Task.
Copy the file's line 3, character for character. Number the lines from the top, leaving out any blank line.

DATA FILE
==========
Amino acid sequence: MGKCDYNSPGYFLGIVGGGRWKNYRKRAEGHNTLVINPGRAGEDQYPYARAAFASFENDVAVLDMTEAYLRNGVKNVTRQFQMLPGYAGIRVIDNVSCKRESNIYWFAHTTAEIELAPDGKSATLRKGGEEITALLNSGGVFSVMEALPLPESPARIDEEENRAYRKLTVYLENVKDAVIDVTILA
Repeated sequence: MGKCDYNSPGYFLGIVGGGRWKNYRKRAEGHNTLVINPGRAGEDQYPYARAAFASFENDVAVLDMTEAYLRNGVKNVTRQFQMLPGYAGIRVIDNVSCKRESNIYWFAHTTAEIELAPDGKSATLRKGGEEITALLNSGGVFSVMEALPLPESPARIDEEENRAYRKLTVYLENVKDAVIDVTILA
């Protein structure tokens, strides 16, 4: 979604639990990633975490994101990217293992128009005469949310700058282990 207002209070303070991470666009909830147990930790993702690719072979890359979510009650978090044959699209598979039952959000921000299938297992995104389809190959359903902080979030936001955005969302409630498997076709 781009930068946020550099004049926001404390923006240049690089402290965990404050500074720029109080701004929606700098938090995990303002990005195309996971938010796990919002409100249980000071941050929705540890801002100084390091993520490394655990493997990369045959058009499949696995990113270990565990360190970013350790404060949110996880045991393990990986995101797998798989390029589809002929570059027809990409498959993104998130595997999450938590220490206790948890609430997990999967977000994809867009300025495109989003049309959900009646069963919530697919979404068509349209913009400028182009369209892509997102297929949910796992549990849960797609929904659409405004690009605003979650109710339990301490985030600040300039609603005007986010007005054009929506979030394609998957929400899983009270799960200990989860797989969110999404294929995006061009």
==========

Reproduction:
């Protein structure tokens, strides 16, 4: 979604639990990633975490994101990217293992128009005469949310700058282990 207002209070303070991470666009909830147990930790993702690719072979890359979510009650978090044959699209598979039952959000921000299938297992995104389809190959359903902080979030936001955005969302409630498997076709 781009930068946020550099004049926001404390923006240049690089402290965990404050500074720029109080701004929606700098938090995990303002990005195309996971938010796990919002409100249980000071941050929705540890801002100084390091993520490394655990493997990369045959058009499949696995990113270990565990360190970013350790404060949110996880045991393990990986995101797998798989390029589809002929570059027809990409498959993104998130595997999450938590220490206790948890609430997990999967977000994809867009300025495109989003049309959900009646069963919530697919979404068509349209913009400028182009369209892509997102297929949910796992549990849960797609929904659409405004690009605003979650109710339990301490985030600040300039609603005007986010007005054009929506979030394609998957929400899983009270799960200990989860797989969110999404294929995006061009």